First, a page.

~ No Regrets ~
It seems worse at night. My thoughts, I mean. When I finally crawl into bed with just the thought of sleep in my brain, my brain decides to wake up and spin in hundreds of different directions. I try to think about my run the following morning and what it will feel like. I try to think about all the good things that are happening. I really try. But my thoughts go right back to my mama. Sometimes, I just think about how much I miss her. Sometimes, I think about how soft her hand felt when I held it. But mostly, I go over in my head her last days. I don’t understand why I do this. Why am I wanting to relive it in my brain every night? I don’t get it.
It’s not as if my mama’s last days were particularly dreadful. On the contrary. The thing is, I never actually watched a person go through the death process, let alone my precious mama. So, while not so dreadful for her, which is an odd thing to say too, it was kind of alarming for me. I did lots of research on what she would be going through and followed each stage with trepidation. Not to be too morbid or anything, but the human body is pretty amazing. It knows things you are not really aware of. It prepares you for every single thing that you go through in your life. Here is a little excerpt that I wrote on dailymile:
I know that most of you know already, but I want to share with you:
Mama passed peacefully last night at 8.15pm. I want to tell you this story.
I was with her all day long, holding her hand, stroking her hair and face and telling her how much I love her and how proud I was of her. I also told her, mama it’s ok, I will be alright. At 7pm I left to get something to eat and run to the store for milk. At 7.55pm hospice called me and told me to come back quickly. I got there as soon as I could. Mom passed 5 minutes before I got back.
I went in and held her. She looked peaceful like a beautiful angel. I kissed her forehead, held her hand, put my head on her chest and hugged her. I then left the room to call my sister. I know this much: my mama held on all day because she knew I was there and her last gift to me was to hold on until I left and then she let go. I believe this. She was that unselfish. She was that giving. If I can be the kind of giving caring person she was, I will live up to that always.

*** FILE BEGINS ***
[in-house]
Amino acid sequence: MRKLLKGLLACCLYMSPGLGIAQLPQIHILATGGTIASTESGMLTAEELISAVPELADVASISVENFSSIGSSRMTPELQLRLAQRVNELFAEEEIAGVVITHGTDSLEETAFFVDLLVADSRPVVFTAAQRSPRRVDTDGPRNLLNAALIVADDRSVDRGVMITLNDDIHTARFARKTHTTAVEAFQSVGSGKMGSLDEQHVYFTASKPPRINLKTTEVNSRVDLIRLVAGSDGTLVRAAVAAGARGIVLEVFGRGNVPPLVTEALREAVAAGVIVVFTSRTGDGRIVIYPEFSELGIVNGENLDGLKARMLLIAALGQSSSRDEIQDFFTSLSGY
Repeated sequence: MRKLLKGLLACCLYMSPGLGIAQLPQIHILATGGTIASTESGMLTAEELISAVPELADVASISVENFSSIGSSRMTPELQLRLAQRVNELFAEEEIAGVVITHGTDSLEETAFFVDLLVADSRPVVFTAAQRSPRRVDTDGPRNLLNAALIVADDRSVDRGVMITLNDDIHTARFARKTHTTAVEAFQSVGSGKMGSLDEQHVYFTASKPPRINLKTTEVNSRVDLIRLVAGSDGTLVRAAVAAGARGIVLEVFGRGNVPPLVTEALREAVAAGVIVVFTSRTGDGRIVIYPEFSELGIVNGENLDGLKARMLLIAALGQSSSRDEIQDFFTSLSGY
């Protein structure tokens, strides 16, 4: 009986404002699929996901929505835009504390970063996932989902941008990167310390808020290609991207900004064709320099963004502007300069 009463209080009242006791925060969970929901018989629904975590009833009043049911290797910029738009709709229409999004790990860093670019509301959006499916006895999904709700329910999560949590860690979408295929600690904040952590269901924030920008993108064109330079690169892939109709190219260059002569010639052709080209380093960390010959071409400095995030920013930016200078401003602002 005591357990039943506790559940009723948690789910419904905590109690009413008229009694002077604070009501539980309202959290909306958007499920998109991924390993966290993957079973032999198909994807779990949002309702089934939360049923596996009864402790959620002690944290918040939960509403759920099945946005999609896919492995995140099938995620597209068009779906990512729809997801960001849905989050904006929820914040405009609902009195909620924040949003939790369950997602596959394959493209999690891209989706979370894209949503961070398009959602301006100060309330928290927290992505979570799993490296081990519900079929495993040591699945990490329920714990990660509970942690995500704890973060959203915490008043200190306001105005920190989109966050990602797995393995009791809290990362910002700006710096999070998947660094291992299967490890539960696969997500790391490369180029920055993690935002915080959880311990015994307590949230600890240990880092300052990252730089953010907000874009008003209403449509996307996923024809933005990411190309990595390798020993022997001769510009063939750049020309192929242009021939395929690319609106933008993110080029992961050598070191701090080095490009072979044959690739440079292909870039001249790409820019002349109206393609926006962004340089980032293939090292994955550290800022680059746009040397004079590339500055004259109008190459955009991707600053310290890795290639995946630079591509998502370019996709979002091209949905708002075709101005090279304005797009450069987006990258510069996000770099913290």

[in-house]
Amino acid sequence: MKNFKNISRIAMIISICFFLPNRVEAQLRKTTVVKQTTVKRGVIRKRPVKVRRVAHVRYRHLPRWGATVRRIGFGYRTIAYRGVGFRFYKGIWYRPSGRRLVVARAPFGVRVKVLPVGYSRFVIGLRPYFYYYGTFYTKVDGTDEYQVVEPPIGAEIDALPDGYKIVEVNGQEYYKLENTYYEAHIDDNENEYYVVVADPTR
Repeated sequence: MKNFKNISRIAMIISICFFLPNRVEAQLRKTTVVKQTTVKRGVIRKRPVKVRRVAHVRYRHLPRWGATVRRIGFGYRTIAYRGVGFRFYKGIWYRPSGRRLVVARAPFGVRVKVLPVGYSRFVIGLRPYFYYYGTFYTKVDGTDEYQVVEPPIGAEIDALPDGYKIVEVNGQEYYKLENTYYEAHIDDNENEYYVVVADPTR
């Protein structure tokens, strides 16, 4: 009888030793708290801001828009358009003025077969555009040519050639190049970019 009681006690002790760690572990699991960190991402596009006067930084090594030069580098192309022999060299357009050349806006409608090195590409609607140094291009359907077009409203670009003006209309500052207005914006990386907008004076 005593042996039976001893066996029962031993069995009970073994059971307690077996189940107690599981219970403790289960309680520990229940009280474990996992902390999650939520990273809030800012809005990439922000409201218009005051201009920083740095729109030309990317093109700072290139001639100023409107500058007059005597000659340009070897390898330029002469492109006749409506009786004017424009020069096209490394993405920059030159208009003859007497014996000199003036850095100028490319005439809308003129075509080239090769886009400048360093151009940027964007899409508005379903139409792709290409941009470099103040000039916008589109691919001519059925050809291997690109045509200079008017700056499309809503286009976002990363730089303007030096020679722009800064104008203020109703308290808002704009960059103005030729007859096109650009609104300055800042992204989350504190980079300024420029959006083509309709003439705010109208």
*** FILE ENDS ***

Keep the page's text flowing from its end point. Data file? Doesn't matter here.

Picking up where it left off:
Every single nurse, doctor and anybody else who came in contact with my mama, loved her. Just loved her. She blew kisses to everybody. She never once complained. She lived her life to the end with dignity. I miss her so so much. My heart hearts.
I think for right now, this is all I want to share about her last days. Perhaps, in the future I will blog more about how amazingly brave and courageous she was. Perhaps. Or maybe I will tell you how funny she was even when she was in the hospital and was having to endure test after test. I’m pretty sure she didn’t complain once. Oh wait, yes she did. One day when I arrived she was sitting up she looked at me and said “I was waiting for you” Did you at least have lunch?” No? Alright thats not quite a complaint. More like a mom concerned if her child ate. Even when she could not eat. Even when she wanted to eat, but knew she couldn’t swallow because it caused her to aspirate. I hated that part so much.
There were many many times I couldn’t do things. I missed many races and runs and meet ups. But, I was right where I wanted and needed to be. It was such an enormous pleasure to take care of my mama. She struggled and I helped her lessen the struggle. I made her laugh and I know she laughed at my lame jokes even when they weren’t really funny. She had physical therapy and after the PT left she always repeated the exercises to show me she can do it. Even in the hospital when she took a few steps with the walker she was so proud. I was so proud.
There is such a huge void in my life now. It is exactly 17 days since my mama has passed away. There has not been 1 day where I haven’t thought about her or had a reminder of her in some small way.
The support and friendship I was given throughout and after has been nothing short of a miracle for me. I truly don’t think I could have survived all of this without all of you. Just thanking you all doesn’t seem enough. Yet, that is all I can offer you. So thank you. Thank you for being there. Thank you for the food platter. Thank you for listening. Thank you for the plant, flowers, love, cards, laughter. Thank you for listening to me vent. Thanks for making me laugh and cry too.
This post was going to be a bit about my running, but I think I will save that for the next post. Yes. I will do that.
I do not believe that sheer suffering teaches. If suffering alone taught, all the world would be wise, since everyone suffers. To suffering must be added mourning, understanding, patience, love, openness and the willingness to remain vulnerable.
~Anne Morrow Lindbergh